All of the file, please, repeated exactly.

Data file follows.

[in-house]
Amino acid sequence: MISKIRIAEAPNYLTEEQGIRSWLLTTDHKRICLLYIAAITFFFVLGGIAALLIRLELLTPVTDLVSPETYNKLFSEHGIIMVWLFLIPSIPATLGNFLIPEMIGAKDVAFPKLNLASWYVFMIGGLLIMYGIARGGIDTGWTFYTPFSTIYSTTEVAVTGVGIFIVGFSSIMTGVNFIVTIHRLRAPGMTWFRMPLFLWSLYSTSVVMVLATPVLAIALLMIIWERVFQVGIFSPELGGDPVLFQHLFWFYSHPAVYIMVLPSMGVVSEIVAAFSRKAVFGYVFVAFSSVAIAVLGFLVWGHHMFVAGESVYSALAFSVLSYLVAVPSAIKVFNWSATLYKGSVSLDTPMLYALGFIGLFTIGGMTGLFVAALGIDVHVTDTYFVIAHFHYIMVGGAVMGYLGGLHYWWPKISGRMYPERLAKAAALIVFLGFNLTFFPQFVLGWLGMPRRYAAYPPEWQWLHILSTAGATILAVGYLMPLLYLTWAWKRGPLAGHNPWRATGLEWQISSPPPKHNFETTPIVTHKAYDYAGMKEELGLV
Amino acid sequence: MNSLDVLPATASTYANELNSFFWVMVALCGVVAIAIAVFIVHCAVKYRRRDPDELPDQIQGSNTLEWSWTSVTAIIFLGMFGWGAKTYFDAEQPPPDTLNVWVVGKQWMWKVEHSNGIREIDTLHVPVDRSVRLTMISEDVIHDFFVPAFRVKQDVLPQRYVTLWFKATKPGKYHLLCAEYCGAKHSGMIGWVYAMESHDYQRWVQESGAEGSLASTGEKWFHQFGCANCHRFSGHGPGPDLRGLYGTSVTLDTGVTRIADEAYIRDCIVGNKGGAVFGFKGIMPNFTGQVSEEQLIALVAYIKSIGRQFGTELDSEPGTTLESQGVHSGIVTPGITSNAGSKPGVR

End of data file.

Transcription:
[in-house]
Amino acid sequence: MISKIRIAEAPNYLTEEQGIRSWLLTTDHKRICLLYIAAITFFFVLGGIAALLIRLELLTPVTDLVSPETYNKLFSEHGIIMVWLFLIPSIPATLGNFLIPEMIGAKDVAFPKLNLASWYVFMIGGLLIMYGIARGGIDTGWTFYTPFSTIYSTTEVAVTGVGIFIVGFSSIMTGVNFIVTIHRLRAPGMTWFRMPLFLWSLYSTSVVMVLATPVLAIALLMIIWERVFQVGIFSPELGGDPVLFQHLFWFYSHPAVYIMVLPSMGVVSEIVAAFSRKAVFGYVFVAFSSVAIAVLGFLVWGHHMFVAGESVYSALAFSVLSYLVAVPSAIKVFNWSATLYKGSVSLDTPMLYALGFIGLFTIGGMTGLFVAALGIDVHVTDTYFVIAHFHYIMVGGAVMGYLGGLHYWWPKISGRMYPERLAKAAALIVFLGFNLTFFPQFVLGWLGMPRRYAAYPPEWQWLHILSTAGATILAVGYLMPLLYLTWAWKRGPLAGHNPWRATGLEWQISSPPPKHNFETTPIVTHKAYDYAGMKEELGLV
Amino acid sequence: MNSLDVLPATASTYANELNSFFWVMVALCGVVAIAIAVFIVHCAVKYRRRDPDELPDQIQGSNTLEWSWTSVTAIIFLGMFGWGAKTYFDAEQPPPDTLNVWVVGKQWMWKVEHSNGIREIDTLHVPVDRSVRLTMISEDVIHDFFVPAFRVKQDVLPQRYVTLWFKATKPGKYHLLCAEYCGAKHSGMIGWVYAMESHDYQRWVQESGAEGSLASTGEKWFHQFGCANCHRFSGHGPGPDLRGLYGTSVTLDTGVTRIADEAYIRDCIVGNKGGAVFGFKGIMPNFTGQVSEEQLIALVAYIKSIGRQFGTELDSEPGTTLESQGVHSGIVTPGITSNAGSKPGVR